While I had this amazing sausage in jambalaya, I also had it the next morning at the historic Kate Shepard House – run by delightful proprietors Wendy and Bill James – alongside scrambled eggs and praline French toast made by Wendy.   It’s also good in gumbo and probably would be great in split pea soup or any dish that would be complimented with hickory smokiness.   John Sessions’ wife, Sheila, makes his favorite version in pork and beans.


The praline French toast and Conecuh sausage with eggs breakfast by Wendy James at the historic Kate Shepard house in Mobile, Alabama.

The sausage comes in small links and normal links, in hot and spicy, hickory smoked and Cajun smoked. It can be found in 21 states at Publix, Costco, Walmart, Piggly Wiggly, Rouse’s, Kroger, and many others. I am hoping to either find it or bring it to Cincinnati, so I can experiment with it in many more southern and Yankee dishes.   It’s simply amazing sausage!!




The Best of Oktoberfest Zinzinnati


Cream Puffs, Struedel, and Brats – oh my!    Add in sauerkraut balls, pretzels and beer, and you have Oktoberfest Zinzinnati.    In Cincinnati, we no longer have the largest nor the most authentic Oktoberfest.     And, the food and location just keeps getting weirder and weirder.       This year, instead of being on Fifth Street around our beautiful Fountain Square, cast at the Royal Bavarian Foundry in Munich, where Oktoberfest started, the whole festival was moved to 2nd and 3rd streets with a spectacular view of….. the Ft. Washington Way Highway and the stadiums.   Despite this new location, an estimated 640,000 attendees ate their way through the stalls, over 30,000 taking the new streetcar.


Our local breakfast delicacy, Goetta, is infused everywhere, which is not a bad thing, if done properly.   Goetta Balls are an acceptable variation on the more common sauerkraut ball.   But this year’s new Goetta Grill Donut Sandwich at the Busken booth just seemed a bit over the top to me.   The Strasse Haus had a Goetta Corndog this year.   But (with the addition of cornmeal) isn’t that really just a scrapple dog?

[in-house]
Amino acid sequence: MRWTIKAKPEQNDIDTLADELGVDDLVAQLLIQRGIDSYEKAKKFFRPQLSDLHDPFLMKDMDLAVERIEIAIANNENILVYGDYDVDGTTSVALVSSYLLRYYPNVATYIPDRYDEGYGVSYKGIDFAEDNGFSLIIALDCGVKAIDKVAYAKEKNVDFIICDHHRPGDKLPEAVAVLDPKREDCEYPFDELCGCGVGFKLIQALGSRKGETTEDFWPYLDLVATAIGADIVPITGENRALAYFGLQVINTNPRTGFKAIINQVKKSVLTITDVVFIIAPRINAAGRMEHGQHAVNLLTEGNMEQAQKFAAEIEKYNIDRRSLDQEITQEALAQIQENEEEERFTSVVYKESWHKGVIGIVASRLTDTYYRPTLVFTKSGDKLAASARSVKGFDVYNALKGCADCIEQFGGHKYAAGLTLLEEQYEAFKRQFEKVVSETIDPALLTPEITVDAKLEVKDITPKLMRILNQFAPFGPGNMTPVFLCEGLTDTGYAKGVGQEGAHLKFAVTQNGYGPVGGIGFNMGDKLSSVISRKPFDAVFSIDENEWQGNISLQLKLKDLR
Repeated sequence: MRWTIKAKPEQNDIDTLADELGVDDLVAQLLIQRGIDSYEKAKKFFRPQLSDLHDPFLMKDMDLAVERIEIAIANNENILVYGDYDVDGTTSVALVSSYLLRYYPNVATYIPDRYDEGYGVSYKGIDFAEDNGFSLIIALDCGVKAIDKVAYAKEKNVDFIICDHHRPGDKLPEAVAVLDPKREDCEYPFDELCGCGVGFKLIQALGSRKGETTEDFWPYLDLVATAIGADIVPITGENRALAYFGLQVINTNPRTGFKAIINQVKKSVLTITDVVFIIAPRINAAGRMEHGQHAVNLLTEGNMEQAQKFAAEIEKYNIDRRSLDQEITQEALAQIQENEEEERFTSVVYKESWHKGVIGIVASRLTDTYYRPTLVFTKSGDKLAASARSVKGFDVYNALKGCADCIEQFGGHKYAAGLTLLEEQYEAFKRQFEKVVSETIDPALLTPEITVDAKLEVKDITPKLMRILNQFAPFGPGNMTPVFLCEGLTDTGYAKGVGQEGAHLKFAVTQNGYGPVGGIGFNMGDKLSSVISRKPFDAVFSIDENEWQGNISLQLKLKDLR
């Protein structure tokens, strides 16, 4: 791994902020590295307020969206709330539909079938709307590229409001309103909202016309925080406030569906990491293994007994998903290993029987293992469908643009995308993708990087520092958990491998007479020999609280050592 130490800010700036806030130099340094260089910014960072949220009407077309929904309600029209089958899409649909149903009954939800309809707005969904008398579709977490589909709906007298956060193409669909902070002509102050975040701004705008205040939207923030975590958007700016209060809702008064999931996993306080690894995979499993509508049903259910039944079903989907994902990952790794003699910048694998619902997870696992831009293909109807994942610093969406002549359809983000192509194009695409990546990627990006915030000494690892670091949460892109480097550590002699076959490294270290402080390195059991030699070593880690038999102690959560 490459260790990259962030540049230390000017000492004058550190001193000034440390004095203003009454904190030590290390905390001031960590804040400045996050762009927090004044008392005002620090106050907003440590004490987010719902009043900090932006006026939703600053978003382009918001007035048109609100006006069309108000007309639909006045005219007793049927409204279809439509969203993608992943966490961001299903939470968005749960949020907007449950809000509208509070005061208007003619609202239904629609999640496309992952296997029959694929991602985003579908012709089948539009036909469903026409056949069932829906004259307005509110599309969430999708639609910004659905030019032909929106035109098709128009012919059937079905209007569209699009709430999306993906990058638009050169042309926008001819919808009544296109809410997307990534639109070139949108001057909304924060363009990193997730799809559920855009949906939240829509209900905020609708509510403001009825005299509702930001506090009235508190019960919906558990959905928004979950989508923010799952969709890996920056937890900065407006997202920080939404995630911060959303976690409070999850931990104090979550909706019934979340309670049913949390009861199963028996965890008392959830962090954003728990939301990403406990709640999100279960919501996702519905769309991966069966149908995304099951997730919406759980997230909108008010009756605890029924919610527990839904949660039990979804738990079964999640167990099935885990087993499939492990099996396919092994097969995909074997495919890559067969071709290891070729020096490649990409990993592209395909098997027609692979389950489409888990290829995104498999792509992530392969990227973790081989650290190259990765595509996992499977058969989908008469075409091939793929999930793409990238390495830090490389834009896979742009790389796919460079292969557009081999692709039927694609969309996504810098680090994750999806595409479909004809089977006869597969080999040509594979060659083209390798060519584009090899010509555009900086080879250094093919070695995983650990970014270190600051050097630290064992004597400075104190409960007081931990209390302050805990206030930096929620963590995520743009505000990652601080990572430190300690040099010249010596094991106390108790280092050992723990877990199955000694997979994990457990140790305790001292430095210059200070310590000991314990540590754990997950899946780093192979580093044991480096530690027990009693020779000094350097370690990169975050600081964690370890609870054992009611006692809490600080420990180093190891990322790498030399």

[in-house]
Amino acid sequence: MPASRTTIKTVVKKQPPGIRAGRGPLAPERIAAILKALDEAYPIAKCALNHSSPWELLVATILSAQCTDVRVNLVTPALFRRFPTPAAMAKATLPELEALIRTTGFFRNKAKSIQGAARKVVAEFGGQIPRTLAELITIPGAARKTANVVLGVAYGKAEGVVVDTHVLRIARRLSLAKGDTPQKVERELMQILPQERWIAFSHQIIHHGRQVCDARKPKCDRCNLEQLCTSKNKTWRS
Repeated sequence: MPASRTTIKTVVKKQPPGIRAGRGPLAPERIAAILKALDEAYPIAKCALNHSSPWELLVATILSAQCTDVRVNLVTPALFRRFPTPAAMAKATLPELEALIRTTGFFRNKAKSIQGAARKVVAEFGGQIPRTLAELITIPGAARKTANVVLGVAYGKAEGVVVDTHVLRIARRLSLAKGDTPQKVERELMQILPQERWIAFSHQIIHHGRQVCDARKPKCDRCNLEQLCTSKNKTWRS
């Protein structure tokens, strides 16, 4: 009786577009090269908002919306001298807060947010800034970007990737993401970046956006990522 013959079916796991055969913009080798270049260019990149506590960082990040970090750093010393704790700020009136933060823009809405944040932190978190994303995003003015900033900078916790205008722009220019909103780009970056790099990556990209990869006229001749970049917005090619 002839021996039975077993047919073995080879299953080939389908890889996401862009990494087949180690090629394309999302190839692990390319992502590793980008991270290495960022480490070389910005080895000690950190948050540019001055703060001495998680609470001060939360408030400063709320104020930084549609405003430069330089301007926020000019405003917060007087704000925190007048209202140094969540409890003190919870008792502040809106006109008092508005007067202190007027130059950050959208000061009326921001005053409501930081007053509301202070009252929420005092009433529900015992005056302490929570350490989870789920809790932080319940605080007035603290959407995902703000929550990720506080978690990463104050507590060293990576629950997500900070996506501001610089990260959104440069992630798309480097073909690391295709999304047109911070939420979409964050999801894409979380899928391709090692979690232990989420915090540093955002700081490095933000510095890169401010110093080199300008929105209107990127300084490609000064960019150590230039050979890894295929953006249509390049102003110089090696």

Despite these German fusian-fails, there were a few good local products that made their debut at Oktoberfest this year that deserve mention.


The Germania Society released their new house-made mustards and sauces at their own Oktoberfest in August.   They brought the new line with them at their brat booth over the weekend.     Bottled in Columbus, Indiana, they are house formulated recipes.   There’s a great Bavarian Sweet Mustard, a German Sweet-Hot mustard, a Sauerkraut Mustard, and a Curry Sauce.   They also have the dry rub spice blend used on their rotisserie chicken.   I bought all of the sauces and tried the sweet, sweet-hot, and the curry sauce.   All were pretty good, but I thought the sweet-hot mustard could have had a bit more zing.



I was very excited to see a new collaboration between local legacy meat market, Avril’s, and Cincy Beer Brats.   I think it’s a brilliant move on Avril’s part, and has been a long time coming.   They served a Bourbonwurst infused with Kentucky Bourbon Barrel Ale, and a Bratwurst with Braxton Brewery’s Oktober Fuel Oktoberfest Lager.    Cincy Beer Brats also have a Pale Ale Bierwurst, and a Pumpkin Bourbon Ale Bierwurst from Alltech Brewery in Lexington, Kentucky.   All are available at a few local retailers, including both Jungle Jim’s locations.   I’m very excited to see where this new venture with Avril’s goes!


The big theme this year at Oktoberfest was Bratwurst vs. Pretzel, which I though was odd.     And, in Cincinnati they’re just brats, not bratwurst.   Brat to pretzel is not an apples to apples comparison.   I think it would be smarter to have a brat vs. mett vote and maybe a cream puff vs. strudel vote. That way you’re comparing like proteins and like pastry.